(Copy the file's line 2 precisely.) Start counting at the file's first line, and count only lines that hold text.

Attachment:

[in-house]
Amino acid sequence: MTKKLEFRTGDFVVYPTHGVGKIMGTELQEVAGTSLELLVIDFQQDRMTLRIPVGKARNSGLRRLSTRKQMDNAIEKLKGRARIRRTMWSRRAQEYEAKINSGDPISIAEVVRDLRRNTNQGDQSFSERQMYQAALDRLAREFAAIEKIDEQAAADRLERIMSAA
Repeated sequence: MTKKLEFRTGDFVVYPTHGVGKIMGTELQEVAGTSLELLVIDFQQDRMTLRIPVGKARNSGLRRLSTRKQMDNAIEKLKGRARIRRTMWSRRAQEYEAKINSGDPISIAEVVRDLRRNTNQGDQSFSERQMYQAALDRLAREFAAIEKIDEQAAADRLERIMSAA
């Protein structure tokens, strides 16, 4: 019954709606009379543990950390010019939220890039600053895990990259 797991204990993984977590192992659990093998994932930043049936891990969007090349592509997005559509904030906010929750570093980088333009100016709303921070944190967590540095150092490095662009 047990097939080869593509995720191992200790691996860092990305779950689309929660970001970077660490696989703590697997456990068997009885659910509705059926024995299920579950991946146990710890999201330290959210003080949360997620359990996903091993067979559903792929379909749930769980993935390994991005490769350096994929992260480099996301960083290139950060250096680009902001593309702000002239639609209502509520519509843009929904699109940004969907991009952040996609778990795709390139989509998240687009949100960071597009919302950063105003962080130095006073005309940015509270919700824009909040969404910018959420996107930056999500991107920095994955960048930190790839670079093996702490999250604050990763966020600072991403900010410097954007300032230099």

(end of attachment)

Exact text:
Amino acid sequence: MTKKLEFRTGDFVVYPTHGVGKIMGTELQEVAGTSLELLVIDFQQDRMTLRIPVGKARNSGLRRLSTRKQMDNAIEKLKGRARIRRTMWSRRAQEYEAKINSGDPISIAEVVRDLRRNTNQGDQSFSERQMYQAALDRLAREFAAIEKIDEQAAADRLERIMSAA